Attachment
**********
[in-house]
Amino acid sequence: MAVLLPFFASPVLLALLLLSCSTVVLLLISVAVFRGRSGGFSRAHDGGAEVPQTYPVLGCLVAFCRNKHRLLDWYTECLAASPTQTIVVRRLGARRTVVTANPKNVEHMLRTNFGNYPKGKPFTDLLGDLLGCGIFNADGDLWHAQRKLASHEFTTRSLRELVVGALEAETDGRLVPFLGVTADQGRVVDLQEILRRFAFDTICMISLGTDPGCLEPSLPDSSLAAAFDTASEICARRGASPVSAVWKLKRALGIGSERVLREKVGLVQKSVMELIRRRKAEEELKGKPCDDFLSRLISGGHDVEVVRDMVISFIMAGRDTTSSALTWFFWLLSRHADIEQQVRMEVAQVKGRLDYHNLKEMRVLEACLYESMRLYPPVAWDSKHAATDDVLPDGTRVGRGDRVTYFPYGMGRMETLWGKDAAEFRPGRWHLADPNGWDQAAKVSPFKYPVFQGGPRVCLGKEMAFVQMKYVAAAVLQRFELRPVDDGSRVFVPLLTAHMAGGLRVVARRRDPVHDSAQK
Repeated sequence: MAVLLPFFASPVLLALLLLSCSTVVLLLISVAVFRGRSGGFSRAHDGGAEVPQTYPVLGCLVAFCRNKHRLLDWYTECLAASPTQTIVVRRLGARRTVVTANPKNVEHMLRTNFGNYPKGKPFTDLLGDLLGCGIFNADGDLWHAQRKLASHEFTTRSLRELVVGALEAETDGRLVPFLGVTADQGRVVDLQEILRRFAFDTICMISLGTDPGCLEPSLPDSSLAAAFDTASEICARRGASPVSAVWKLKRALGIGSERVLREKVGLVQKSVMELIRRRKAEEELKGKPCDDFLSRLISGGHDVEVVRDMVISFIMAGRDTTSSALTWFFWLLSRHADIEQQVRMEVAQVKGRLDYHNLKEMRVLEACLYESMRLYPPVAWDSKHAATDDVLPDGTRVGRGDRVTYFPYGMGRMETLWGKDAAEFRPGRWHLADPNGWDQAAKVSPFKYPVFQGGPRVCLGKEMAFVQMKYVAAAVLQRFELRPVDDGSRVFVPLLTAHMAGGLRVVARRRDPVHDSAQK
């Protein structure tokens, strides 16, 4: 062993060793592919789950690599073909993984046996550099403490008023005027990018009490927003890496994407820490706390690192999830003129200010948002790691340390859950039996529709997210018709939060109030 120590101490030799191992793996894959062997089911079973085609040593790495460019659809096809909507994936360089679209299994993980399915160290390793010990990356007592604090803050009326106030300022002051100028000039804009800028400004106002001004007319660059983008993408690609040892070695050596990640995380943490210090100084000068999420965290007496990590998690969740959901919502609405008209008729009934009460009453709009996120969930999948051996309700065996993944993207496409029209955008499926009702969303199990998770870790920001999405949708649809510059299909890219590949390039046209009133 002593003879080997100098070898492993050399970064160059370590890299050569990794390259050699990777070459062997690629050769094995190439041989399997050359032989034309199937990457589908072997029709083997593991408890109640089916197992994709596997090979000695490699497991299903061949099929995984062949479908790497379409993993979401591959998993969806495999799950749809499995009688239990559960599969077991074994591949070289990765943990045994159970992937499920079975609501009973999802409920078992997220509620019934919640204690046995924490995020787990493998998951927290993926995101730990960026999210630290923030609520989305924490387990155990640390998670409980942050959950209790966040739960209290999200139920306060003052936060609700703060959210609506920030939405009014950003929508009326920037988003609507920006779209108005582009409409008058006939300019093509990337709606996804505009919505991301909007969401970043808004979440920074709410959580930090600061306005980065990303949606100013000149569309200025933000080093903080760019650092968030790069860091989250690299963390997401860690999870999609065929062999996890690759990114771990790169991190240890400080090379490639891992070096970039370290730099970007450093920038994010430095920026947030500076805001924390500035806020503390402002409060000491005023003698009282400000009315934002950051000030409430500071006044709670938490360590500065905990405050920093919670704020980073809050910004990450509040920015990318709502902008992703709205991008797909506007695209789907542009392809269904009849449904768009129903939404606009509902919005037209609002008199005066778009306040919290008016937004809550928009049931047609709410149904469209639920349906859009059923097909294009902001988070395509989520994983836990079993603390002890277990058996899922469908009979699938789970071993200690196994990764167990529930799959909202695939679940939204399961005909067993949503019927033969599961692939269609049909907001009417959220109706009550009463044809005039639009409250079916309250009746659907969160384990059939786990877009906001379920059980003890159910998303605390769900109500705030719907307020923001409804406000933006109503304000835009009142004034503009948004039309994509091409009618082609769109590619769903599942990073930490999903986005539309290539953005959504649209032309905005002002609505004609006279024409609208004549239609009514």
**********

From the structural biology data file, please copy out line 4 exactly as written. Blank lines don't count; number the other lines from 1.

């Protein structure tokens, strides 16, 4: 062993060793592919789950690599073909993984046996550099403490008023005027990018009490927003890496994407820490706390690192999830003129200010948002790691340390859950039996529709997210018709939060109030 120590101490030799191992793996894959062997089911079973085609040593790495460019659809096809909507994936360089679209299994993980399915160290390793010990990356007592604090803050009326106030300022002051100028000039804009800028400004106002001004007319660059983008993408690609040892070695050596990640995380943490210090100084000068999420965290007496990590998690969740959901919502609405008209008729009934009460009453709009996120969930999948051996309700065996993944993207496409029209955008499926009702969303199990998770870790920001999405949708649809510059299909890219590949390039046209009133 002593003879080997100098070898492993050399970064160059370590890299050569990794390259050699990777070459062997690629050769094995190439041989399997050359032989034309199937990457589908072997029709083997593991408890109640089916197992994709596997090979000695490699497991299903061949099929995984062949479908790497379409993993979401591959998993969806495999799950749809499995009688239990559960599969077991074994591949070289990765943990045994159970992937499920079975609501009973999802409920078992997220509620019934919640204690046995924490995020787990493998998951927290993926995101730990960026999210630290923030609520989305924490387990155990640390998670409980942050959950209790966040739960209290999200139920306060003052936060609700703060959210609506920030939405009014950003929508009326920037988003609507920006779209108005582009409409008058006939300019093509990337709606996804505009919505991301909007969401970043808004979440920074709410959580930090600061306005980065990303949606100013000149569309200025933000080093903080760019650092968030790069860091989250690299963390997401860690999870999609065929062999996890690759990114771990790169991190240890400080090379490639891992070096970039370290730099970007450093920038994010430095920026947030500076805001924390500035806020503390402002409060000491005023003698009282400000009315934002950051000030409430500071006044709670938490360590500065905990405050920093919670704020980073809050910004990450509040920015990318709502902008992703709205991008797909506007695209789907542009392809269904009849449904768009129903939404606009509902919005037209609002008199005066778009306040919290008016937004809550928009049931047609709410149904469209639920349906859009059923097909294009902001988070395509989520994983836990079993603390002890277990058996899922469908009979699938789970071993200690196994990764167990529930799959909202695939679940939204399961005909067993949503019927033969599961692939269609049909907001009417959220109706009550009463044809005039639009409250079916309250009746659907969160384990059939786990877009906001379920059980003890159910998303605390769900109500705030719907307020923001409804406000933006109503304000835009009142004034503009948004039309994509091409009618082609769109590619769903599942990073930490999903986005539309290539953005959504649209032309905005002002609505004609006279024409609208004549239609009514």